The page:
Some business models are superior than others because their overall configuration creates a significant advantage. We previously outlined seven powerful business model mechanics to help you strengthen your business model and outcompete others. In this post, we'll focus on game-changing cost structures as a strategic advance. We'll illustrate this by examining the business models of Nike, Bharti Airtel, and Skype.
A game-changing cost structure generates a substantial cost decrease of at least 30% compared to industry standards. Let’s look at three examples of companies that challenged the status quo by revolutionizing their cost structure:
Board members jaws' dropped when Bharti Airtel’s CEO presented his unconventional idea: outsourcing the telco’s network infrastructure development and maintenance to a consortium around Ericsson and IBM. This idea challenged the conventional wisdom that a telecom company’s core business is to build and maintain its telcom network. Bharti Airtel decided to focus entirely on creating great value propositions for customers instead, and outsourced the rest of its operations. Bharti Airtel transformed fixed capital expenditure costs in equipment purchase, maintenance and infrastructure development into variable operating costs based on how much network capacity Bharti Airtel was consuming. This revolutionary cost structure reduced Bharti Airtel’s price per minute to an unbeatable $0.02, and gave the Indian giant more flexibility to improve its offerings.
When Skype was created, its bold business model delighted consumers around the world and frightened telecom operators. Skype completely reinvented the business model priorly put in place by traditional telcos to enable people to communicate. While traditional telcos rely on a burdensome and costly telephone network to transfer calls from individual A to individual B, Skype bypassed this infrastructure by relying on a much cheaper network to transmit conversations: the internet. Without incurring expenses related to a telephone network, Skype’s cost structure turned out to be considerably lighter than telcos to the point that it even offers free video calls. The heavy lifting lies in developing and maintaining the Skype software based on its proprietary VoIP system.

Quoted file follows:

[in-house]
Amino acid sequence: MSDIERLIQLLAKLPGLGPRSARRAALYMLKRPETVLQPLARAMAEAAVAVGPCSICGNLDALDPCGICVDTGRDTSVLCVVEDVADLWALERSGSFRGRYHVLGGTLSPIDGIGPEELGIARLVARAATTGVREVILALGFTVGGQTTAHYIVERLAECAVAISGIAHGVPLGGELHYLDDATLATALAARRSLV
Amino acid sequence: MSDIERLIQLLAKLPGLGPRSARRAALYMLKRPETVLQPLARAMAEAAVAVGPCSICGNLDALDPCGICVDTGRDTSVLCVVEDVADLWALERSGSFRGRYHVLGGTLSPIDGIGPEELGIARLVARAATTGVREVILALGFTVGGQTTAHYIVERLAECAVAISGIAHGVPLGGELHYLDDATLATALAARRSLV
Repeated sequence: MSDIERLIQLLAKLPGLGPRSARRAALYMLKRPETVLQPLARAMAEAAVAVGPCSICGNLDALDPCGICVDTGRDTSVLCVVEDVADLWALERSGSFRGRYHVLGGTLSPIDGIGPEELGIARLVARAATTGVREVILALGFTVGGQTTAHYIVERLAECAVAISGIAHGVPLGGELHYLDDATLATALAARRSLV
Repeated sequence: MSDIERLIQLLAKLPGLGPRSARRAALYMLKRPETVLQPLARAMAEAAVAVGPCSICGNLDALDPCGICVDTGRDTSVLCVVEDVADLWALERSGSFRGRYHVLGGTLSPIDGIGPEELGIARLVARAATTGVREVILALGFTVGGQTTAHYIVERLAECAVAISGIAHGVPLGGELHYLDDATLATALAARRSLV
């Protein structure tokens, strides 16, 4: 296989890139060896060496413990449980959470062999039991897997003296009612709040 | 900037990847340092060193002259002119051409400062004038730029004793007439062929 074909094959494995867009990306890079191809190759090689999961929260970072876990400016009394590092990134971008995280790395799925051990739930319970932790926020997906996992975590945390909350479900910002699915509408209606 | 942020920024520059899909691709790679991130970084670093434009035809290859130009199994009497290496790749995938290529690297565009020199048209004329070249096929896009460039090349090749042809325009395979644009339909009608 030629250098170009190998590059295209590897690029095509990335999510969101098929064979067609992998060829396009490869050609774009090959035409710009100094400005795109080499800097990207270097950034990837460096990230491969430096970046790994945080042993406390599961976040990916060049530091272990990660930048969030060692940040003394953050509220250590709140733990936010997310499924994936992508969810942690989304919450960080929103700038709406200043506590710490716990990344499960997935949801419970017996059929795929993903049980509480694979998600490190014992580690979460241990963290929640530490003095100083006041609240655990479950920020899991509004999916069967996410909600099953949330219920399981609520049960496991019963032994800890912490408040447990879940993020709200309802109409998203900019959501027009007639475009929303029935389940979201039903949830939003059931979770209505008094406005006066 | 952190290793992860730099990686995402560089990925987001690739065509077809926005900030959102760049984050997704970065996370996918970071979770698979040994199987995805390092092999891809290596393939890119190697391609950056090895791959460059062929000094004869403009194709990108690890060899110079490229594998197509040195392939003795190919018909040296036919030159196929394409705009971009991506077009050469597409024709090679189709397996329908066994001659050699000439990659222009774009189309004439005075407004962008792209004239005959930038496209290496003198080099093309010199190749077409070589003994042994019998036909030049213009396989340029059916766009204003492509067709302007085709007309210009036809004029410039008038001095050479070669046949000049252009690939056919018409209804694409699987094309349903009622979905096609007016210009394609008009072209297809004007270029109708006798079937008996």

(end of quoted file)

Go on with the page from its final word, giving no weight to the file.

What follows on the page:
Runners rave about Nike’s Flyknit shoes: they’re light, fit with the natural shape of your feet and provide an unparalleled comfort. But guess what? We engineered Nike's business model on our-Strategyzer App and estimated that Flyknit shoes' cost of production is 40% lower than for its regular running shoes. This isn’t something that Nike often shares, but its automated (and patented) Flyknit knitting technology has completely transformed their cost structure. Regular running shoes require labor-intensive work to stitch about 30-40 pieces together, whereas Nike's Flyknit automated knitting technology reduces this number (of pieces to stitch together) to two. This eliminates the need for low-cost workers and reduces the cost of production. The automated knitting technology allows Nike to manufacture almost anywhere in the world and reduces its shipping cost by operating closer to consumers markets.
Nike, Bharti Airtel, and Skype's innovative cost structures have surely improved their company's overall business model and created a strategic advantage over competitors. What’s interesting about these examples is that while business model transformations can be technology driven, like Nike and Skype, they don't necessarily rely on R&D or products. Bharti Airtel reengineered its business model and gained a cost advantage not by introducing any new process or technology, but by challenging the status quo. Beyond anything else, improving and reinventing the inner workings of your business model can unlock opportunities to create powerful business model mechanics, like game-changing cost structures.
Could you dramatically re-engineer your cost structure to gain a competitive advantage?